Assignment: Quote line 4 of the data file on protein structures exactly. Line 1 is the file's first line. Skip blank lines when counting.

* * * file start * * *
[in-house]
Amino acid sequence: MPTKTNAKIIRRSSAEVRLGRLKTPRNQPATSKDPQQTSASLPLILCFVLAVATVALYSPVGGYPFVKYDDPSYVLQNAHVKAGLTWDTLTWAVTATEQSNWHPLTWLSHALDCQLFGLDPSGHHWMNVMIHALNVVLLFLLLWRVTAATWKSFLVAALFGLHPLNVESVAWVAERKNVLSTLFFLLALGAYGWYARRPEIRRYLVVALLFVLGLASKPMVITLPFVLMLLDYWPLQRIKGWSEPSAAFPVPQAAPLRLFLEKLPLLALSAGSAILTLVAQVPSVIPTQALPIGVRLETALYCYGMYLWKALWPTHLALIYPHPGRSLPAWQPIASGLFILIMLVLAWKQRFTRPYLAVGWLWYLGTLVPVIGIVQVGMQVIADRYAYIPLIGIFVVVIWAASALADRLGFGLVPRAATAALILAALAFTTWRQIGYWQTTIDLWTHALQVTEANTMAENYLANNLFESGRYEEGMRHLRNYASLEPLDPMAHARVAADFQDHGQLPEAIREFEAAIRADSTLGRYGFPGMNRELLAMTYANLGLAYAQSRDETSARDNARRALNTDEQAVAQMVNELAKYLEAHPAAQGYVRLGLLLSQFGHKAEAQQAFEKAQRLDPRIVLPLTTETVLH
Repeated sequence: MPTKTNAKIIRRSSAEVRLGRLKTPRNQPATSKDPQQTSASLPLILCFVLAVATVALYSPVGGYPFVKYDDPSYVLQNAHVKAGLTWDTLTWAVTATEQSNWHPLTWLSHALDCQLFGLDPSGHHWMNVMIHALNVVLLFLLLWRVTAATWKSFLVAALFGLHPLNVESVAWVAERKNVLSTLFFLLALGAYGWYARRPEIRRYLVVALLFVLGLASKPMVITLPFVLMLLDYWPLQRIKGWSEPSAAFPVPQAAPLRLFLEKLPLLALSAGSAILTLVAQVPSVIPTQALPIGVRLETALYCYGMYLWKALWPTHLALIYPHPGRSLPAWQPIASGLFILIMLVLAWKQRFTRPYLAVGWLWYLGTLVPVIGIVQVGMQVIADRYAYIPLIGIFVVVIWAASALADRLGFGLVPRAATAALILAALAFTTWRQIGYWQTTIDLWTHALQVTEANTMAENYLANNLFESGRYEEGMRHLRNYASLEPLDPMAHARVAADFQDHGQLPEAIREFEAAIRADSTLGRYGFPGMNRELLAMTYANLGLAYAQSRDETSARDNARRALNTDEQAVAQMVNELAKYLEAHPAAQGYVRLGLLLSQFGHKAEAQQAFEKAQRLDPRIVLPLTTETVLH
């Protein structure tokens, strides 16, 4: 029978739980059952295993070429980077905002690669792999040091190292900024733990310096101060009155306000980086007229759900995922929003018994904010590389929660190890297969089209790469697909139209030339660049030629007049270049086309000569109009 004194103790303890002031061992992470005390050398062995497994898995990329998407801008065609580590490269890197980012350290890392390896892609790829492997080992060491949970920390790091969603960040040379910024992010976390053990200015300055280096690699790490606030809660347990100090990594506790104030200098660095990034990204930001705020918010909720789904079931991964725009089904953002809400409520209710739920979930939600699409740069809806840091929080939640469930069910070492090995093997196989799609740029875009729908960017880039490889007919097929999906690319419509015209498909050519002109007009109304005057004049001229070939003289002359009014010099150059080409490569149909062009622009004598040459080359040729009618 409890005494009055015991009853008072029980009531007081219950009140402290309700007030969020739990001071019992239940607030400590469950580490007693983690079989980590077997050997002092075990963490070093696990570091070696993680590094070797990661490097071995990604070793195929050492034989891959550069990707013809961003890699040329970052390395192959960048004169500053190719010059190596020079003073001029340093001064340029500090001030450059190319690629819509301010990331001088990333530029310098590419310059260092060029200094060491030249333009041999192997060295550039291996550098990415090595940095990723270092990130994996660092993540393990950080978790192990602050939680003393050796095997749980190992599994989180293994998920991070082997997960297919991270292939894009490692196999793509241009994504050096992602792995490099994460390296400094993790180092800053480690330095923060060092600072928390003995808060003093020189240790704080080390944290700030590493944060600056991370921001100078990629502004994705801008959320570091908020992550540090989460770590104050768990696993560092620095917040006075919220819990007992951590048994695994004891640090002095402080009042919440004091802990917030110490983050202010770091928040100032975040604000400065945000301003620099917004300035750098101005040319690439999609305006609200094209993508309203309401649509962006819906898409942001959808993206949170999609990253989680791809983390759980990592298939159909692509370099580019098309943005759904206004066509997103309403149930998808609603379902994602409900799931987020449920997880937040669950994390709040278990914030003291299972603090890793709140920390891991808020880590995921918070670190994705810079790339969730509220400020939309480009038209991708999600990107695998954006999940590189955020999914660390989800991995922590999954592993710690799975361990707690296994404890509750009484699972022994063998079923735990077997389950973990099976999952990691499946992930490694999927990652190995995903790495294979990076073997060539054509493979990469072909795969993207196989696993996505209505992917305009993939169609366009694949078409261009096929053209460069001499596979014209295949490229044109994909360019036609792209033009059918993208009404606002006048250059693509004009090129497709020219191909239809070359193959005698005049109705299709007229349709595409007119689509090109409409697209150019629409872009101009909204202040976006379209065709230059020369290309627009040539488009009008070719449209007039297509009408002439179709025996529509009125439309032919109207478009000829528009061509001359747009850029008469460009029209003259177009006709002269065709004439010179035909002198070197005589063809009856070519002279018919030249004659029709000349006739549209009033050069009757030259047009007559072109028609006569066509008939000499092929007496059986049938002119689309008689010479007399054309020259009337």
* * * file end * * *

């Protein structure tokens, strides 16, 4: 029978739980059952295993070429980077905002690669792999040091190292900024733990310096101060009155306000980086007229759900995922929003018994904010590389929660190890297969089209790469697909139209030339660049030629007049270049086309000569109009 004194103790303890002031061992992470005390050398062995497994898995990329998407801008065609580590490269890197980012350290890392390896892609790829492997080992060491949970920390790091969603960040040379910024992010976390053990200015300055280096690699790490606030809660347990100090990594506790104030200098660095990034990204930001705020918010909720789904079931991964725009089904953002809400409520209710739920979930939600699409740069809806840091929080939640469930069910070492090995093997196989799609740029875009729908960017880039490889007919097929999906690319419509015209498909050519002109007009109304005057004049001229070939003289002359009014010099150059080409490569149909062009622009004598040459080359040729009618 409890005494009055015991009853008072029980009531007081219950009140402290309700007030969020739990001071019992239940607030400590469950580490007693983690079989980590077997050997002092075990963490070093696990570091070696993680590094070797990661490097071995990604070793195929050492034989891959550069990707013809961003890699040329970052390395192959960048004169500053190719010059190596020079003073001029340093001064340029500090001030450059190319690629819509301010990331001088990333530029310098590419310059260092060029200094060491030249333009041999192997060295550039291996550098990415090595940095990723270092990130994996660092993540393990950080978790192990602050939680003393050796095997749980190992599994989180293994998920991070082997997960297919991270292939894009490692196999793509241009994504050096992602792995490099994460390296400094993790180092800053480690330095923060060092600072928390003995808060003093020189240790704080080390944290700030590493944060600056991370921001100078990629502004994705801008959320570091908020992550540090989460770590104050768990696993560092620095917040006075919220819990007992951590048994695994004891640090002095402080009042919440004091802990917030110490983050202010770091928040100032975040604000400065945000301003620099917004300035750098101005040319690439999609305006609200094209993508309203309401649509962006819906898409942001959808993206949170999609990253989680791809983390759980990592298939159909692509370099580019098309943005759904206004066509997103309403149930998808609603379902994602409900799931987020449920997880937040669950994390709040278990914030003291299972603090890793709140920390891991808020880590995921918070670190994705810079790339969730509220400020939309480009038209991708999600990107695998954006999940590189955020999914660390989800991995922590999954592993710690799975361990707690296994404890509750009484699972022994063998079923735990077997389950973990099976999952990691499946992930490694999927990652190995995903790495294979990076073997060539054509493979990469072909795969993207196989696993996505209505992917305009993939169609366009694949078409261009096929053209460069001499596979014209295949490229044109994909360019036609792209033009059918993208009404606002006048250059693509004009090129497709020219191909239809070359193959005698005049109705299709007229349709595409007119689509090109409409697209150019629409872009101009909204202040976006379209065709230059020369290309627009040539488009009008070719449209007039297509009408002439179709025996529509009125439309032919109207478009000829528009061509001359747009850029008469460009029209003259177009006709002269065709004439010179035909002198070197005589063809009856070519002279018919030249004659029709000349006739549209009033050069009757030259047009007559072109028609006569066509008939000499092929007496059986049938002119689309008689010479007399054309020259009337």